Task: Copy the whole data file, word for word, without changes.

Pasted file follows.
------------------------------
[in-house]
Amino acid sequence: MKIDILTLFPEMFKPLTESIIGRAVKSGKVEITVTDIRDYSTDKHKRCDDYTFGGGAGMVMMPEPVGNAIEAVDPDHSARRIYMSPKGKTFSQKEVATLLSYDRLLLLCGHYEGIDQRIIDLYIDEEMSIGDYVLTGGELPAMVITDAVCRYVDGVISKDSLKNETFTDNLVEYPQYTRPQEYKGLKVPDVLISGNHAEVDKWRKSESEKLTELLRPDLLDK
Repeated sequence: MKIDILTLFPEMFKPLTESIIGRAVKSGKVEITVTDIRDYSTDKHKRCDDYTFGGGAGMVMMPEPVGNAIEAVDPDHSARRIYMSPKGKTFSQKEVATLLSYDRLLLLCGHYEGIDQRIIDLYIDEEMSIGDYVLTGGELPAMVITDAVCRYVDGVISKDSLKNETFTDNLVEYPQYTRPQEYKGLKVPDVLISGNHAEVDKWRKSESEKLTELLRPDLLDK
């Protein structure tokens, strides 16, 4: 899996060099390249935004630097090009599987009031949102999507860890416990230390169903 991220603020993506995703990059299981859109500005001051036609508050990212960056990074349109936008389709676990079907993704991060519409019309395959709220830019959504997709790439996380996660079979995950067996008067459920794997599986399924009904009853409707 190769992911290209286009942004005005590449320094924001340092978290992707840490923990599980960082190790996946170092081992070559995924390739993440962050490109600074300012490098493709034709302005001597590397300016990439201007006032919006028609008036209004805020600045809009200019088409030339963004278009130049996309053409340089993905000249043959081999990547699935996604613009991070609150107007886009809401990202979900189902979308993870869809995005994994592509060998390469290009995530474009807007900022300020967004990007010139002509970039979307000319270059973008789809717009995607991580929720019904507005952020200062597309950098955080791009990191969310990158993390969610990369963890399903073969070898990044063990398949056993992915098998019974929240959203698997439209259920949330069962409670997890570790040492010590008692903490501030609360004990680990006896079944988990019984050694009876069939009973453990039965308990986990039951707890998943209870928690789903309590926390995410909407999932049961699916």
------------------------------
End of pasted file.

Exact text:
[in-house]
Amino acid sequence: MKIDILTLFPEMFKPLTESIIGRAVKSGKVEITVTDIRDYSTDKHKRCDDYTFGGGAGMVMMPEPVGNAIEAVDPDHSARRIYMSPKGKTFSQKEVATLLSYDRLLLLCGHYEGIDQRIIDLYIDEEMSIGDYVLTGGELPAMVITDAVCRYVDGVISKDSLKNETFTDNLVEYPQYTRPQEYKGLKVPDVLISGNHAEVDKWRKSESEKLTELLRPDLLDK
Repeated sequence: MKIDILTLFPEMFKPLTESIIGRAVKSGKVEITVTDIRDYSTDKHKRCDDYTFGGGAGMVMMPEPVGNAIEAVDPDHSARRIYMSPKGKTFSQKEVATLLSYDRLLLLCGHYEGIDQRIIDLYIDEEMSIGDYVLTGGELPAMVITDAVCRYVDGVISKDSLKNETFTDNLVEYPQYTRPQEYKGLKVPDVLISGNHAEVDKWRKSESEKLTELLRPDLLDK
């Protein structure tokens, strides 16, 4: 899996060099390249935004630097090009599987009031949102999507860890416990230390169903 991220603020993506995703990059299981859109500005001051036609508050990212960056990074349109936008389709676990079907993704991060519409019309395959709220830019959504997709790439996380996660079979995950067996008067459920794997599986399924009904009853409707 190769992911290209286009942004005005590449320094924001340092978290992707840490923990599980960082190790996946170092081992070559995924390739993440962050490109600074300012490098493709034709302005001597590397300016990439201007006032919006028609008036209004805020600045809009200019088409030339963004278009130049996309053409340089993905000249043959081999990547699935996604613009991070609150107007886009809401990202979900189902979308993870869809995005994994592509060998390469290009995530474009807007900022300020967004990007010139002509970039979307000319270059973008789809717009995607991580929720019904507005952020200062597309950098955080791009990191969310990158993390969610990369963890399903073969070898990044063990398949056993992915098998019974929240959203698997439209259920949330069962409670997890570790040492010590008692903490501030609360004990680990006896079944988990019984050694009876069939009973453990039965308990986990039951707890998943209870928690789903309590926390995410909407999932049961699916």